Frequently Asked Questions
Here at The Pudding, we get asked our fair share of questions. Maybe you can find the answer to yours here!
Why are you called “The Pudding”?
When was The Pudding founded?
The Pudding was founded in January 2017.
Do you have an RSS Feed?
Sure do! Get it here.
What tools do you use? How did you make that thing?
Some of our static/non-interactive graphics are created using other tools like R, Figma, or Flourish. For interactive maps, we frequently use Mapbox.
But before we can create the visualization on the internet, there’s lots of data acquisition, cleaning, and general design involved. You can learn more about our process for those things here or here.
- scrollama for scrollytelling
- scrollmagic also for scrollytelling
- enter-view to detect when elements enter the screen
- d3-annotation for annotations in D3.js
- moveto for scrolling to DOM elements
- noUiSlider for cross-browser range sliders
- lodash for general JS utilities
What is your team’s educational/professional background?
Our team’s backgrounds are pretty varied. There is certainly more than one way to enter this field! Here’s the short version of each of our stories:
- Amber: Studied marine biology & chemistry in undergrad and grad school. Worked as a marine biologist before transitioning to data/data journalism.
- Caitlyn: Started in psychology and neuroscience research—ended up with a Bachelors in computer science (focus in data science and journalism). Worked in music journalism throughout college. Currently a part-time Masters in data visualisation student.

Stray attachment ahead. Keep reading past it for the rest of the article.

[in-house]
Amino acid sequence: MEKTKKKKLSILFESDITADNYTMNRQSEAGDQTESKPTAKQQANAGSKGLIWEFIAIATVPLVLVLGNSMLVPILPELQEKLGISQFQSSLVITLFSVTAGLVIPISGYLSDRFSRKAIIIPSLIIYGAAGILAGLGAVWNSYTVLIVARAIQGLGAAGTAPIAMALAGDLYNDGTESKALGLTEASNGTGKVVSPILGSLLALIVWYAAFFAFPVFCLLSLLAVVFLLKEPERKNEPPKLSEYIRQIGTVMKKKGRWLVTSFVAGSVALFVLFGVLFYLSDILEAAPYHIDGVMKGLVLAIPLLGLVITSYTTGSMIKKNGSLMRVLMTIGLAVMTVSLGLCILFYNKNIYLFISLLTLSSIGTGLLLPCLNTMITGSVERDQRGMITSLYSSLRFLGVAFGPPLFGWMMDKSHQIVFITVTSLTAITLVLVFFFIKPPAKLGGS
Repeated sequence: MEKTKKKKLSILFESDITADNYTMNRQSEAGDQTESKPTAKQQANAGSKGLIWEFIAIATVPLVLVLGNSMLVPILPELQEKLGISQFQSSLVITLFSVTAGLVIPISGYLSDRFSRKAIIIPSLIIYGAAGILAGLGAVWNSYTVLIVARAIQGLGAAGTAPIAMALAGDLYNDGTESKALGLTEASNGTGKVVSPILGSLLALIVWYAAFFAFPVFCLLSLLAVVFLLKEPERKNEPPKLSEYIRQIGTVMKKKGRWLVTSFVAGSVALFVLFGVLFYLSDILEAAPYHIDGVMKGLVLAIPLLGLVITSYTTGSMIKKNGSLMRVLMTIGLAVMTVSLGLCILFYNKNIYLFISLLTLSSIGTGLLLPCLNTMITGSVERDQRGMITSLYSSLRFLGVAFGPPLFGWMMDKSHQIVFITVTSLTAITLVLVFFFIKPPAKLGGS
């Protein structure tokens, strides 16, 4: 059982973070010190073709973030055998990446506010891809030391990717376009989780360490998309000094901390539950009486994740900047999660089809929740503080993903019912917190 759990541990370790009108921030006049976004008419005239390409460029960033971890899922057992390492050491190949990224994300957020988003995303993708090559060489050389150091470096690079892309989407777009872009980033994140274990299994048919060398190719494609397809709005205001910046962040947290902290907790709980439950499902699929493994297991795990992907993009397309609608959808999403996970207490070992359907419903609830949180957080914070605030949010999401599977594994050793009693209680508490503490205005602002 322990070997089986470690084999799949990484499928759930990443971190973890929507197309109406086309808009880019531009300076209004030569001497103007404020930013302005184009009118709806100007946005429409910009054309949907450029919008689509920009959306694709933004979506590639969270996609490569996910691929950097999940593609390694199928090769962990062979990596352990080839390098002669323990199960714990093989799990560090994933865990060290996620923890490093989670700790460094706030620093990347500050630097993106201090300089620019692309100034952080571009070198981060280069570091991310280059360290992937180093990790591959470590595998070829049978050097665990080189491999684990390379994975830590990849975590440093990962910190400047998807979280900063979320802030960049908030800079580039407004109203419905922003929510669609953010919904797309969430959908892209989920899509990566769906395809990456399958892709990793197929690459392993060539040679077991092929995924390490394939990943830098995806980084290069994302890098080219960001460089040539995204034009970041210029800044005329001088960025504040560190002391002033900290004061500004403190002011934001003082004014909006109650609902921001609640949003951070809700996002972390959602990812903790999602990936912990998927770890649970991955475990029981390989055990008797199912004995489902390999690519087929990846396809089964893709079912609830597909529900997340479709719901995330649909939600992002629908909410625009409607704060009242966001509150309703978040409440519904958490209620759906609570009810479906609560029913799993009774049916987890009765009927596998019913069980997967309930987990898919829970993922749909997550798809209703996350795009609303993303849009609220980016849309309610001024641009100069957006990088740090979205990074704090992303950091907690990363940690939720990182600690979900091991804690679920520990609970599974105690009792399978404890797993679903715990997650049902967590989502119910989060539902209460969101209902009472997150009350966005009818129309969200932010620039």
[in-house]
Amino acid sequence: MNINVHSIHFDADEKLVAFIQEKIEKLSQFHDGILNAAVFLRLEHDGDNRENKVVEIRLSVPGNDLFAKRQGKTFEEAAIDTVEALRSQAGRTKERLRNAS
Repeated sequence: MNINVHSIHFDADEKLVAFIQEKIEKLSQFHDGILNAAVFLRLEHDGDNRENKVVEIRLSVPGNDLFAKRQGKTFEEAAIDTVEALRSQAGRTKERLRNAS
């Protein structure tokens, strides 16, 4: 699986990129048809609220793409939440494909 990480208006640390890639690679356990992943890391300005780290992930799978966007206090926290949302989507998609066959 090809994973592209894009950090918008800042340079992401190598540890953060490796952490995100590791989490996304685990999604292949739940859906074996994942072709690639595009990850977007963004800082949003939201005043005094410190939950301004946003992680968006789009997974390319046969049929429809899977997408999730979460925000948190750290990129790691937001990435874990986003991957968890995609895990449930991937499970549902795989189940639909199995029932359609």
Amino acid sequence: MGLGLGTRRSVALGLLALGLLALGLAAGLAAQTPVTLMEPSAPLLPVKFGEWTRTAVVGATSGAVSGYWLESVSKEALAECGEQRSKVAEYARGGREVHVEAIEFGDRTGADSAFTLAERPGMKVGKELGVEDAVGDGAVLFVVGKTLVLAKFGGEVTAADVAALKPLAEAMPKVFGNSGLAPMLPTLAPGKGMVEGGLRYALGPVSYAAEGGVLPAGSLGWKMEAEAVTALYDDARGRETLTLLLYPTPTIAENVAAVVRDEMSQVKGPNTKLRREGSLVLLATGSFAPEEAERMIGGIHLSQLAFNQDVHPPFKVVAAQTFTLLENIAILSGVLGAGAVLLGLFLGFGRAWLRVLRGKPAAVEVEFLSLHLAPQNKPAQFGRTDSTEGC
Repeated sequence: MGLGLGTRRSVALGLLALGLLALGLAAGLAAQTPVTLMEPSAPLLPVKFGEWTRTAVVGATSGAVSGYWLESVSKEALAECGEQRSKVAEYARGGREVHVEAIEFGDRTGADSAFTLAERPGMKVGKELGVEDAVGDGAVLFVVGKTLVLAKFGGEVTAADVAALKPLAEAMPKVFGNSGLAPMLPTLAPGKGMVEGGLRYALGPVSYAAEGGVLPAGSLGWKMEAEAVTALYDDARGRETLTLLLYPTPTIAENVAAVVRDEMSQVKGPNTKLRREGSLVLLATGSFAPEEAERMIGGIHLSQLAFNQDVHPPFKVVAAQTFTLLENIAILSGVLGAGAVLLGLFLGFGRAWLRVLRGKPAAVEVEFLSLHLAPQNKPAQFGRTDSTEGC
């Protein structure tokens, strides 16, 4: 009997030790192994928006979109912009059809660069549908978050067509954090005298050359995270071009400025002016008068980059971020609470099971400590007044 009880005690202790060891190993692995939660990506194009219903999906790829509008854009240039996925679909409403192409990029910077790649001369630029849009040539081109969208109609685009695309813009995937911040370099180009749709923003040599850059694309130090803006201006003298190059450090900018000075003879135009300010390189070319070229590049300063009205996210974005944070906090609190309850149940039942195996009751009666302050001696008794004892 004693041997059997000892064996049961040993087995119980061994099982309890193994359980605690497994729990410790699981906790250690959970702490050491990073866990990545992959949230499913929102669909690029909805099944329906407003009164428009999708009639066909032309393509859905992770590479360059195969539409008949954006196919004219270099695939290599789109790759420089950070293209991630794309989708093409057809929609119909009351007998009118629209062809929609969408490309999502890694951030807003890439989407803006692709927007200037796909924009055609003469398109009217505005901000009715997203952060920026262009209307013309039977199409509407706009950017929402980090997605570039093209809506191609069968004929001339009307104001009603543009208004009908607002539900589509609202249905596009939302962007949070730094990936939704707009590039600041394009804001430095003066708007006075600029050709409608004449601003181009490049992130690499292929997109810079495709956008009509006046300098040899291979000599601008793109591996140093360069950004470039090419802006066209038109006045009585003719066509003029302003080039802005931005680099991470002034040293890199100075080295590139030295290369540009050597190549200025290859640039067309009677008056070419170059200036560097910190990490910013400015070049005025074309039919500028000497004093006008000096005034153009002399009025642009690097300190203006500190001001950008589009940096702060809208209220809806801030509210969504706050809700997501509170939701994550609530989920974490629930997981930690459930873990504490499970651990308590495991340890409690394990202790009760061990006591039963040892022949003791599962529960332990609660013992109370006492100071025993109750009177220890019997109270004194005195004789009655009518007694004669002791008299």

- Charlie: Studied journalism in undergrad. Thought I was going to work in radio. Got a job doing web development at an information design shop and wound up here.
- Ilia: Studied psychology and political science before pursuing psychological research in graduate school; took a detour into freelance journalism before finding data-driven storytelling through Columbia's Lede program.
- Jan: Began journalism career covering middle school sports for the local paper while in high school. Studied journalism & photojournalism in college. First job was doing newspaper page design. Transitioned to web design and data journalism from there.
- Matt: Self-taught, with a degree in business and 7 years of experience making powerpoint slides.
- Russell: Computer science > creative coding with Processing > interactive documentary > making games for civic engagement and data vis > data journalism!
What skills do you recommend I learn to do what you do?
The answer to this question will vary depending on who you ask. For us, we always recommend that people learn how to solve problems (and fail at things) since that’s a huge part of our daily work. It’s also important to be curious about the world.
As far as technical skills go, we’ve found that it’s more important for you to find tools that you are comfortable with and can use well rather than trying to learn any (or all) specific programming languages. You’ll need to know how to find or collect data, clean messy data, and make accurate data interpretations before you worry too much about making fancy data visualizations. We typically use and recommend R, Python, SQL or Node.js for data collection and processing work. You can find more about our data process here.
Once you’ve got those skills down in your language of choice, having a good understanding of basic design principles and human perception of data visualization becomes important. Again, we use a wide variety of tools to create our story designs (everything from Google Docs and hand-drawn sketches to software like Figma or Adobe Illustrator). You can find more information about our design process here.
Do you release your data or code?
Yup! Whenever possible, we release our data and data analysis scripts in a GitHub repo for public use.
We also have a public GitHub repo for our front-end builds.
What’s the relationship between The Pudding and your client-focused agency, Polygraph?